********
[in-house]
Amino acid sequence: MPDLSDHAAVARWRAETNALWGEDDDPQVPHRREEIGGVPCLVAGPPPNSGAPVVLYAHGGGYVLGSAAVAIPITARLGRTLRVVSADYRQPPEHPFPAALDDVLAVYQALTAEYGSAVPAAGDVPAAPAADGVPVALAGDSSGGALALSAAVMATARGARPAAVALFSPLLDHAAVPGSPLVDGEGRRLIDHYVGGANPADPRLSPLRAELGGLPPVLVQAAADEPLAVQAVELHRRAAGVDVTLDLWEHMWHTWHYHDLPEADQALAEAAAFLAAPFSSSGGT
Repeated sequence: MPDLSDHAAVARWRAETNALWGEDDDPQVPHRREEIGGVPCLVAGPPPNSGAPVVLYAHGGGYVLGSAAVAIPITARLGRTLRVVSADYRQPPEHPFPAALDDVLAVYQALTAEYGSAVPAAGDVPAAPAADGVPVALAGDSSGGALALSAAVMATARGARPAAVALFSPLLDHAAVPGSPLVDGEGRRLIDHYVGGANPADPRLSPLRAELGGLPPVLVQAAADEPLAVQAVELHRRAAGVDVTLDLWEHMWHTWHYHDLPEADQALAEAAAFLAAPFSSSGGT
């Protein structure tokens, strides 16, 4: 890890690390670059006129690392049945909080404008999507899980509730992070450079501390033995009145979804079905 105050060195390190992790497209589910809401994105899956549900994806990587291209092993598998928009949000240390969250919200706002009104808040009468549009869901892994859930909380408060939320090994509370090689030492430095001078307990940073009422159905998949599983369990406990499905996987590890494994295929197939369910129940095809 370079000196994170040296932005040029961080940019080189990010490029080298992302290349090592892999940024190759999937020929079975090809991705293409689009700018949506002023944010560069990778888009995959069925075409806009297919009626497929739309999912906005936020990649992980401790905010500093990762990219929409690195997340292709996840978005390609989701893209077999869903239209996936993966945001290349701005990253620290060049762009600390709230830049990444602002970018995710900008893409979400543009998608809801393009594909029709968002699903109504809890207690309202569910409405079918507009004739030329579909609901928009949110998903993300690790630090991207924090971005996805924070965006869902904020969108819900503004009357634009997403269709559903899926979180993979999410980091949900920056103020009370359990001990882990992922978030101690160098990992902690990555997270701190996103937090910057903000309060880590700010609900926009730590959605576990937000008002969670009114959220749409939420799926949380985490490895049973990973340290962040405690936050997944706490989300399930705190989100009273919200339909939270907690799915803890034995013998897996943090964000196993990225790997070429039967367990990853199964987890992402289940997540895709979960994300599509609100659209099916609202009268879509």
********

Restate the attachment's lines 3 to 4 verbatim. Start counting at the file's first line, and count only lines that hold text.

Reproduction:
Repeated sequence: MPDLSDHAAVARWRAETNALWGEDDDPQVPHRREEIGGVPCLVAGPPPNSGAPVVLYAHGGGYVLGSAAVAIPITARLGRTLRVVSADYRQPPEHPFPAALDDVLAVYQALTAEYGSAVPAAGDVPAAPAADGVPVALAGDSSGGALALSAAVMATARGARPAAVALFSPLLDHAAVPGSPLVDGEGRRLIDHYVGGANPADPRLSPLRAELGGLPPVLVQAAADEPLAVQAVELHRRAAGVDVTLDLWEHMWHTWHYHDLPEADQALAEAAAFLAAPFSSSGGT
């Protein structure tokens, strides 16, 4: 890890690390670059006129690392049945909080404008999507899980509730992070450079501390033995009145979804079905 105050060195390190992790497209589910809401994105899956549900994806990587291209092993598998928009949000240390969250919200706002009104808040009468549009869901892994859930909380408060939320090994509370090689030492430095001078307990940073009422159905998949599983369990406990499905996987590890494994295929197939369910129940095809 370079000196994170040296932005040029961080940019080189990010490029080298992302290349090592892999940024190759999937020929079975090809991705293409689009700018949506002023944010560069990778888009995959069925075409806009297919009626497929739309999912906005936020990649992980401790905010500093990762990219929409690195997340292709996840978005390609989701893209077999869903239209996936993966945001290349701005990253620290060049762009600390709230830049990444602002970018995710900008893409979400543009998608809801393009594909029709968002699903109504809890207690309202569910409405079918507009004739030329579909609901928009949110998903993300690790630090991207924090971005996805924070965006869902904020969108819900503004009357634009997403269709559903899926979180993979999410980091949900920056103020009370359990001990882990992922978030101690160098990992902690990555997270701190996103937090910057903000309060880590700010609900926009730590959605576990937000008002969670009114959220749409939420799926949380985490490895049973990973340290962040405690936050997944706490989300399930705190989100009273919200339909939270907690799915803890034995013998897996943090964000196993990225790997070429039967367990990853199964987890992402289940997540895709979960994300599509609100659209099916609202009268879509």